3. Swapping Out Your Entry Door
No matter how much time you spend pruning the hedges and mowing the yard, your home’s curb appeal will hold steady at mediocre if an eyesore of a front door detracts from the otherwise tidy appearance. Cracked, warped, or weathered entry doors not only look dismal, they often frustrate homeowners by sticking when opened or closed, or letting in drafts through a loose seal in the jamb. Sometimes, it’s a hassle just locking them! If you’re struggling with an entry door that’s seen better days, take care of it this summer so you’ll have a new door in place before the weather turns cold.
Quoted from: http://cp.sonybmg.com/xcp/english/howtouse.html
To install the software on this disc, you
must have Administrator rights on your computer.
Administrator rights are typically the default
setting for home computers, however, in many
work environments it is not the default setting.
If you do not have Administrator rights, log
out of your account and log in as an Administrator.
The above statement should cause a light bulb to illuminate in your head.
Q: Why would a least privileged user (LUA) require administrative permissions to play an audio CD on a Windows/Mac computer?
A: Because it is trying to install something nasty on your computer.
Yet another reason why I am an advocate for LUA.
It may not have escaped your attention that Sony has been featured in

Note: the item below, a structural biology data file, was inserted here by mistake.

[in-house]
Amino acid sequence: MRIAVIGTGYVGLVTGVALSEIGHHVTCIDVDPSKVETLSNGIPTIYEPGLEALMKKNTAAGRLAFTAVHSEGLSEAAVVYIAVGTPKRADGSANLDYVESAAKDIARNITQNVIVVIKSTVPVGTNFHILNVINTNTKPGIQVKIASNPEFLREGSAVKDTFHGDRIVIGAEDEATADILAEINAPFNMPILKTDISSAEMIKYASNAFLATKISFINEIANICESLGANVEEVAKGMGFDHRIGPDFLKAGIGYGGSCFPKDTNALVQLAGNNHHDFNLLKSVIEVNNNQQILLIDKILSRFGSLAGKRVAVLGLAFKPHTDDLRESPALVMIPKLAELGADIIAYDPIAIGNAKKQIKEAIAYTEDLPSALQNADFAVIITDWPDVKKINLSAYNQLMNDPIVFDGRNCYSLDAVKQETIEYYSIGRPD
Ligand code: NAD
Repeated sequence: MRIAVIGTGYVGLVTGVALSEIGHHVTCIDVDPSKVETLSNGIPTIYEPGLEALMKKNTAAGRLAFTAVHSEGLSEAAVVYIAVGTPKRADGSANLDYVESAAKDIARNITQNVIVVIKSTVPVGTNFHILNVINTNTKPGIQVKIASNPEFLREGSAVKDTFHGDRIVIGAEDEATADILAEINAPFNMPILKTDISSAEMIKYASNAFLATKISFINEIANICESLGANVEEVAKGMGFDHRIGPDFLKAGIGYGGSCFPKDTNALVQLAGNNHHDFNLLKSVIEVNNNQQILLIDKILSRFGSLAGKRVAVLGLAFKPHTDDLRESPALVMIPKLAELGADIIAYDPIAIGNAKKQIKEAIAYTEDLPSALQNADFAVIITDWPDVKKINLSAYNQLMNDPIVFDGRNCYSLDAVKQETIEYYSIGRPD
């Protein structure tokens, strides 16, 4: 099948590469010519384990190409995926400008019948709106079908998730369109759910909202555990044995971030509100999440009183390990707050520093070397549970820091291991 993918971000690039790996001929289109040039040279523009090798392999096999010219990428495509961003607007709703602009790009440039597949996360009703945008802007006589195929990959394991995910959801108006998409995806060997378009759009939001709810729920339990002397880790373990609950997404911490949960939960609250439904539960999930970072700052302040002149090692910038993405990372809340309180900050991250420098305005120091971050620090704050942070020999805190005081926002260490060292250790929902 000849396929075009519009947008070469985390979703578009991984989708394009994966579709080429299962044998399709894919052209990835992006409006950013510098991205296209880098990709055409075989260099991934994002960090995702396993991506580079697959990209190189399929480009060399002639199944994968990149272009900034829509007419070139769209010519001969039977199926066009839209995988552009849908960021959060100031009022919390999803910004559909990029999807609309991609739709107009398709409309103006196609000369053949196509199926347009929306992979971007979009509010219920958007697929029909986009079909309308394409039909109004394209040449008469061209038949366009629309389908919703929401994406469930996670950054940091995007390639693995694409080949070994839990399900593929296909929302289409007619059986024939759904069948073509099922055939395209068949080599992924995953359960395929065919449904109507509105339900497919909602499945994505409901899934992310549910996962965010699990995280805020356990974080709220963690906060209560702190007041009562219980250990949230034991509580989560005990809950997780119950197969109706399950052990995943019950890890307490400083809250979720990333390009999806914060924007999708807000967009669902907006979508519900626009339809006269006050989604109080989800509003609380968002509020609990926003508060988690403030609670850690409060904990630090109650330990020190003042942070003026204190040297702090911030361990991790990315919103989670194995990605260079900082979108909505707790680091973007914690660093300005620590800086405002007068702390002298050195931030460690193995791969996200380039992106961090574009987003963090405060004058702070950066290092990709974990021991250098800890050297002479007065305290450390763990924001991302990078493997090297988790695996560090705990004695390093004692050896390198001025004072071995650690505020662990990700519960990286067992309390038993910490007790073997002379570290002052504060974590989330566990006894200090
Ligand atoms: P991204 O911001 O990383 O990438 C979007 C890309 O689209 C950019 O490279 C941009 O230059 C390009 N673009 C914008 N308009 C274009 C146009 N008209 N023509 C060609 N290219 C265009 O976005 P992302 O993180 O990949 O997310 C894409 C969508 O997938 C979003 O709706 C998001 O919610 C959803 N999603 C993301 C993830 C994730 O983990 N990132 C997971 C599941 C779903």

the news a lot recently, concerning proven allegations about Sony BMG
installing DRM root kits on Windows computers, belonging to consumers:
Essentially, root kits are malicious pieces of software that are
installed in the lower-levels of the Windows operating system, which
can hide from anti-spy ware and anti-virus checkers. Sony
claim that they employed the use of root kits to install digital rights management
software on Windows PCs to limit the damage to the corporation as a
result of piracy. Consumers believe that Sony has gone too far in
their efforts. The root kit was originally discovered by Mark
Russinovich after running “root kit revealer” – an application,
engineered by Sysinternals, to find root kits on a Windows platform –
on his computer.
So, how do you avoid Sony’s root kit, and any other root kit that might be lurking in software?
Operate your PC under LUA. Root kit installers need access to low-level OS functions, drivers, and possibly the kernel to operate – non of these areas are available when running as LUA.
LUA will not protect you from root kits hidden in software that you
actively install as an administrator, but will prevent passive
installers from burying root kits in your Windows operating system
without your knowledge. So, you will still need to be diligent
when installing software (know where the software came from, is it
reputable?, is there any known press about the use of root kits
associated with the software vendor?), but will not have to worry so
much about hidden software being installed when you plop an audio CD or DVD in your